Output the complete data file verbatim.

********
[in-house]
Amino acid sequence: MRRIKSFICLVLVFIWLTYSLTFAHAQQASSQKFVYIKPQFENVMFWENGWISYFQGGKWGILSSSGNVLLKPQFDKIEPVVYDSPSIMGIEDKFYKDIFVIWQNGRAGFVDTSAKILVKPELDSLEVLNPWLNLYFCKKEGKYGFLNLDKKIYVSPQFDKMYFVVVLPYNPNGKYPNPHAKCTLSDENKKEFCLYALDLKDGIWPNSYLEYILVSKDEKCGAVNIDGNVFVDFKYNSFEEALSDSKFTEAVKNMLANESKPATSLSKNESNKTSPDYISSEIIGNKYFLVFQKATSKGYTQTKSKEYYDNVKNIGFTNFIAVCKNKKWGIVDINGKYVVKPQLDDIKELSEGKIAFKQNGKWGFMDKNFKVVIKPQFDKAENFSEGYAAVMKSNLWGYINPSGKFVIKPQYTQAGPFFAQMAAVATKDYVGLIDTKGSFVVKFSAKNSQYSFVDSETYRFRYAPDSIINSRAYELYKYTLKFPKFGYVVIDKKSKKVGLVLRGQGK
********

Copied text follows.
[in-house]
Amino acid sequence: MRRIKSFICLVLVFIWLTYSLTFAHAQQASSQKFVYIKPQFENVMFWENGWISYFQGGKWGILSSSGNVLLKPQFDKIEPVVYDSPSIMGIEDKFYKDIFVIWQNGRAGFVDTSAKILVKPELDSLEVLNPWLNLYFCKKEGKYGFLNLDKKIYVSPQFDKMYFVVVLPYNPNGKYPNPHAKCTLSDENKKEFCLYALDLKDGIWPNSYLEYILVSKDEKCGAVNIDGNVFVDFKYNSFEEALSDSKFTEAVKNMLANESKPATSLSKNESNKTSPDYISSEIIGNKYFLVFQKATSKGYTQTKSKEYYDNVKNIGFTNFIAVCKNKKWGIVDINGKYVVKPQLDDIKELSEGKIAFKQNGKWGFMDKNFKVVIKPQFDKAENFSEGYAAVMKSNLWGYINPSGKFVIKPQYTQAGPFFAQMAAVATKDYVGLIDTKGSFVVKFSAKNSQYSFVDSETYRFRYAPDSIINSRAYELYKYTLKFPKFGYVVIDKKSKKVGLVLRGQGK